Lebanon’s boat exodus: Tragedy at sea
“My son died in my arms, hungry and thirsty. There was nothing I could do for him,” said Zeinab Mohammed, a “death boat” survivor.
Nazir Mohammed, another “death boat” survivor, along with his wife and four children, boarded a rickety fishing boat bound for Cyprus with hopes of getting a fresh start in life and leaving financial ruin and hopelessness behind in Lebanon.
Nazir scraped together the 13,000 U.S. dollars smuggler’s fee and within a week he and his family boarded a boat to Cyprus in the middle of the night.
“We didn’t have food or water – nothing. We were told we’d meet another boat along the way that would give us supplies, life jackets and a captain to guide us to Cyprus. It never happened. Three days later we ran out of diesel and were floating at sea,” recalled Nazir Mohammed.
When Nazir’s two-year-old son Mohammed begged for water, he offered the only option available: a bottle filled with seawater. Within hours Mohammed was vomiting, had dysentery and was feverish. Two days later he died.
The boat floated at sea for eight days. Ten people jumped overboard. Three bodies were recovered – seven are still missing.
A Turkish battleship rescued the survivors and returned them to Beirut’s port.
The boat smugglers: ‘Mafia that must be stopped’
Lebanon’s ongoing humanitarian and economic crises, pushed to the brink by the COVID-19 pandemic and August’s Beirut port explosion that left hundreds of thousands homeless, is propelling nationals to play a macabre version of Russian Roulette with their lives.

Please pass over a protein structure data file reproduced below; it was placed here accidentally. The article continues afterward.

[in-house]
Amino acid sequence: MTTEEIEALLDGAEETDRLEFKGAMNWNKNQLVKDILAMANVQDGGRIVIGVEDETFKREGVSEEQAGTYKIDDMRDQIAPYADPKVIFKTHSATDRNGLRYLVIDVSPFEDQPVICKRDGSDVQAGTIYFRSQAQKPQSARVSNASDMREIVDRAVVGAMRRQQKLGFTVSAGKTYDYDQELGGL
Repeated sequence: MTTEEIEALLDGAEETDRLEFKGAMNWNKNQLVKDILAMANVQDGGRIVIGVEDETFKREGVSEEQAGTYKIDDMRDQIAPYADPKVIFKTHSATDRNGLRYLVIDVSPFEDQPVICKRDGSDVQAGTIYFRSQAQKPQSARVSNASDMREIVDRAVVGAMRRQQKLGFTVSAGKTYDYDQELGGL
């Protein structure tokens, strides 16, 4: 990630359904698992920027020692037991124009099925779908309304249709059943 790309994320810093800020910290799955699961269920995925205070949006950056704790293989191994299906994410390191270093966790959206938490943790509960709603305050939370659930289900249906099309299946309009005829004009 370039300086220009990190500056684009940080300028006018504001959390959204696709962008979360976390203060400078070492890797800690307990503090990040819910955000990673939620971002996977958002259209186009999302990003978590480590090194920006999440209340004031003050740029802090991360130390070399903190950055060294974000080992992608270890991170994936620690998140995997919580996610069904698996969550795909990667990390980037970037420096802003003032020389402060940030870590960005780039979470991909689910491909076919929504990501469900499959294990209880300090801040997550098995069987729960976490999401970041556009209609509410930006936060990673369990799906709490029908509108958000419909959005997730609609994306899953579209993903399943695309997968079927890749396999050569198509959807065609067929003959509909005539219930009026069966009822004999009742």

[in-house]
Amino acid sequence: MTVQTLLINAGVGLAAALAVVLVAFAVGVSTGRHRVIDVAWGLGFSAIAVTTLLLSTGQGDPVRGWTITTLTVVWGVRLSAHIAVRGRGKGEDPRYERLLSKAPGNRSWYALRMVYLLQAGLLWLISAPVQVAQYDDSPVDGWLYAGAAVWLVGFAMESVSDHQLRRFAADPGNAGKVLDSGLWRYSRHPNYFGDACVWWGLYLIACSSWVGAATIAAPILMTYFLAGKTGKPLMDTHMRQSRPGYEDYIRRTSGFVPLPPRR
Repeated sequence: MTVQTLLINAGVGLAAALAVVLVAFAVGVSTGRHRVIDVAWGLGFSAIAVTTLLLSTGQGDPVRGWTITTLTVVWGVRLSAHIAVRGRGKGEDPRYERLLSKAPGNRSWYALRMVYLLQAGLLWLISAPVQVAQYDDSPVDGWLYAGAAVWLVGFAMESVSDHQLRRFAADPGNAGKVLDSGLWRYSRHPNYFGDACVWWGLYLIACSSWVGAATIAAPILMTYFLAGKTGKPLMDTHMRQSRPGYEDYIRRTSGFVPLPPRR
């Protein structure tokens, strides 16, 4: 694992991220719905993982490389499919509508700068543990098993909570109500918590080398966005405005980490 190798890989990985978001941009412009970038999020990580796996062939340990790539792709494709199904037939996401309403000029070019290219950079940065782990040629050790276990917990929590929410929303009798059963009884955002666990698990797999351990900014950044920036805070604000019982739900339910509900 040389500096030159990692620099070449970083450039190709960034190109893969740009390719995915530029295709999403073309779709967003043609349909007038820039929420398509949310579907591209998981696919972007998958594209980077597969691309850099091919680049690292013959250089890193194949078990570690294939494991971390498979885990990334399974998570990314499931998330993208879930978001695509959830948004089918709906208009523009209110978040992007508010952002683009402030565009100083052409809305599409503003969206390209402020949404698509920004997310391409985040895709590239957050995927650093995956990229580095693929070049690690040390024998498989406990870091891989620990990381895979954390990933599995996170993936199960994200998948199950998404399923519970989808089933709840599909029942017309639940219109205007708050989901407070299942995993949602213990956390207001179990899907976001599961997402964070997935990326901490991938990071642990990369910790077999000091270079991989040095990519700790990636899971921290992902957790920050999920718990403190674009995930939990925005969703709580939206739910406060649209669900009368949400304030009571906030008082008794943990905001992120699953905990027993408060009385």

A recent Arab Youth Survey shows 77 percent of young Lebanese want to leave the country. Those with financial means board flights; others who can’t afford to pay for airline tickets borrow money, take loans and sell off belongings to secure places onboard illegal boats sailing for the Cypriot shores.
“The state’s responsibility and duty is to prosecute the smugglers and give people hope so they don’t opt for hopeless choices. The smugglers lead people to death and turn the sea into a mass graveyard. It’s a mafia and the network needs to be stopped,” said Ashraf Rifi, head of Internal Security Services in Lebanon.
I’m aware of the danger, I am still going
Thirty-one-year-old Ibrahim Dunia is days away from boarding an illegal boat with his wife and two children – one a toddler. He sold his possessions and borrowed money from family members to pay a smuggler the equivalent of 10,000 U.S. dollars.
“Of course I’m afraid. For my children. But I think it will be tough for a few days and then it will pass. I’m more afraid of the future here for my children. There’s nothing left. No work. No money. Maybe if I can get to Cyprus I can help them and help my elderly parents. The smuggler told me not to worry. He’s going to let me talk to others who have made it safely.”
Cyprus’ policy is to send Lebanese and Syrians arriving in illegal boats back to Lebanon. Officials in Cyprus say they turned back 230 people in September.